One of the delights in using real-world locations for things like secret cupboards is that you don’t know who else will stumble upon the secret cupboard. (That’s very unlikely to happen with a virtual location managed by the host.) But that’s all part of the fun!

Poison: Several of our games include poison. Here’s Denise again:

Since I knew all my guests were drinkers, I bought some sample-size liquors. I tied a note to it with the card information on how to use it. (Obviously to add some in a drink and hand it to the person). My group had fun with that, and it was funny to watch when someone took a drink and made a face. Afterwards, I would show them the “you’ve been poisoned” card.

(Here in the UK we call the sample-size liquor bottles “miniatures”.)

Obviously you wouldn’t want to do this with children, teetotallers or drivers present in your game!

Pickpocketing

Cafe Casablanca uses these rules for simulated pickpocketing:

  • First, give those with the pickpocket ability a sticker – one sticker for each pickpocket use.
  • The the pickpocket must put that sticker onto the clothing of the person that they want to pickpocket.
  • Then they must find the host and tell them who they pick-pocketed (and what they want to pickpocket).
  • If the sticker is still in place, then the pickpocket attempt is successful. Otherwise it fails.

I’d still allow someone to prevent pickpocketing with a “Not so fast” ability, but forcing the pickpocket to place a sticker onto their target means they may be spotted by another player. What happens then is up to them, of course.

Rules for Locations

A Heroic Death introduced a new concept for us – locations. And with locations comes rules for using them. We’ve since also use them in Lord and Lady Westing’s Will, and also the 7 expanded characters used for Murder at Sea. While each game will have its own specific location rules to suit that particular game, these are the rules upon which they are based.

Locations

Some locations within the game will contain important clues or items. These locations are not necessarily accessible to everyone (access may be restricted to those with a key or a special ability) and must be managed with location logs. The log is simply a sheet to track key information about the location – an example is below.

Location log
Sample location log

During the game, keep the log updated as things change. So if Cat Burglar sneaks into the room and steals the money, give her the money and update the log (cross off the money and make an entry in the notes to say that Cat stole the money).

Keeping the log up to date means that you don’t have to remember everything, and if you are using more than one host then the log keeps things consistent between them.

A couple of abilities that are relevant for locations:

  • Observant: You are very observant: if you spend extra time studying an item or area, you can sometimes uncover additional information. See the Host for details.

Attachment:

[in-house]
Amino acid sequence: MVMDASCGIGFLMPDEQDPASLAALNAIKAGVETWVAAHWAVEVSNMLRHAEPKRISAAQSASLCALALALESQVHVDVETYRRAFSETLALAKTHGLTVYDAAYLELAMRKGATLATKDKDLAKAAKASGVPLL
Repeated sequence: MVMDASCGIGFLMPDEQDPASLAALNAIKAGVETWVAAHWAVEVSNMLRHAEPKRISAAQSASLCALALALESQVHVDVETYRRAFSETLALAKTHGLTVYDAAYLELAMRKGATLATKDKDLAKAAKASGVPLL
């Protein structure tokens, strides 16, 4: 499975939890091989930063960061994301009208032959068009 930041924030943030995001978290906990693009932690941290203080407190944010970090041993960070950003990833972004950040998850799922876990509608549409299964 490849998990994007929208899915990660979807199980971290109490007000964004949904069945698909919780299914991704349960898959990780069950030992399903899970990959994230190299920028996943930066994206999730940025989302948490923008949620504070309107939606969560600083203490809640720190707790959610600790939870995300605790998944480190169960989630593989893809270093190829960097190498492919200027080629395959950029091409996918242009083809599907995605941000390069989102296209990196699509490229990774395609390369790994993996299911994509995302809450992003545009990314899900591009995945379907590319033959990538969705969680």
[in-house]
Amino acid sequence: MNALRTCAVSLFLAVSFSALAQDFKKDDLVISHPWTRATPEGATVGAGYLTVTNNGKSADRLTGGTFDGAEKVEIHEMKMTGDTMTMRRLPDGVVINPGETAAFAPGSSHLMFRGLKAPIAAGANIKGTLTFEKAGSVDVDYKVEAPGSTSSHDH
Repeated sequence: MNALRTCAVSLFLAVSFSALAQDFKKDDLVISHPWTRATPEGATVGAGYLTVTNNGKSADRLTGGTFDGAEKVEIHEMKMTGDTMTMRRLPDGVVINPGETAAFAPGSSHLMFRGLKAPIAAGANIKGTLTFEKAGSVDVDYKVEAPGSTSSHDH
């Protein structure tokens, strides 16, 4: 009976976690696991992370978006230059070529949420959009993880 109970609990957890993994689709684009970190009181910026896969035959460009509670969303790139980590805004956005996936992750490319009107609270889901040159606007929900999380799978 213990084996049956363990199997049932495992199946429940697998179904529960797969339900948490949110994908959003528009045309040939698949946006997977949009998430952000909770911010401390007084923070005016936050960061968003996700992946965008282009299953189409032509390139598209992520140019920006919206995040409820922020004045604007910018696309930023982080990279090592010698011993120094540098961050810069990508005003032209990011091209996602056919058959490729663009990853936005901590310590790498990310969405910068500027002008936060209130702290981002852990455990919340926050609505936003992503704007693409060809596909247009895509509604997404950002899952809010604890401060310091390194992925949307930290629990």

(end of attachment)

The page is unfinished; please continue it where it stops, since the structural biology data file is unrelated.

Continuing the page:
• Pick lock: You can pick any lock. See the host for details.

Adding locations to existing games

Lockpicks
Lockpicks

You can, if you want, add these rules to one of our existing games. For example, you might want to create stateroom locations in Death on the Gambia so that the players have somewhere to hide their stuff. Here’s how you might go about that:

  • First create a log for each stateroom.
  • Decide on who can access each location – in this case I suggest whoever is staying in the stateroom, plus the Captain and the First Mate (you could make up some “Skeleton Key” cards for them).
  • Decide who else might be able to access the room – some of the shady characters might have suitable skills. You could create lockpick item cards for them, or just remember that they’re the kinds of characters who could pick a lock and let them do so when they ask.
  • Decide if any items start in those rooms – if you do this you will need to tell those characters that’s what you have done.
  • You might also want to create some blank location logs – just in case someone during the game comes up with a good idea for a location.

You probably don’t want to create location logs for every single location in your game – that shouldn’t be necessary. (We only do it for key locations.) If you do, then you might want to think about some help as the host – you could give your co-host the job of looking after the locations./p>

Bit parts

Way out West

Here’s an idea that you may wish to include in your game. (Note that if you’ve not played our games before, we suggest that you stick with the basic rules – but if you’re an old hand, go crazy!)

Bit Parts: Use a co-host or two to play the “absent” characters as bit-parts or minor roles. The co-host would play all of the “absent” characters, each of them in short bursts depending on what was going on at the time.

Tips for those playing the bit-parts:

  • Remember that you’re helping the host.
  • Give yourself plenty of time to read the extra characters.
  • Don’t play a single character for very long – you should be prepared to chop and change between the characters.
  • Try not to worry too much about solving your goals – your main purpose is to help the “main” characters with their goals.
  • Expect for any rules issues to go against your current character. After all, if that one is killed (or locked up, or has all their money stolen) you can simply take your next character.
  • It may be useful for you to know some of the rules (such as the combat rules) so that you can help the host when needed.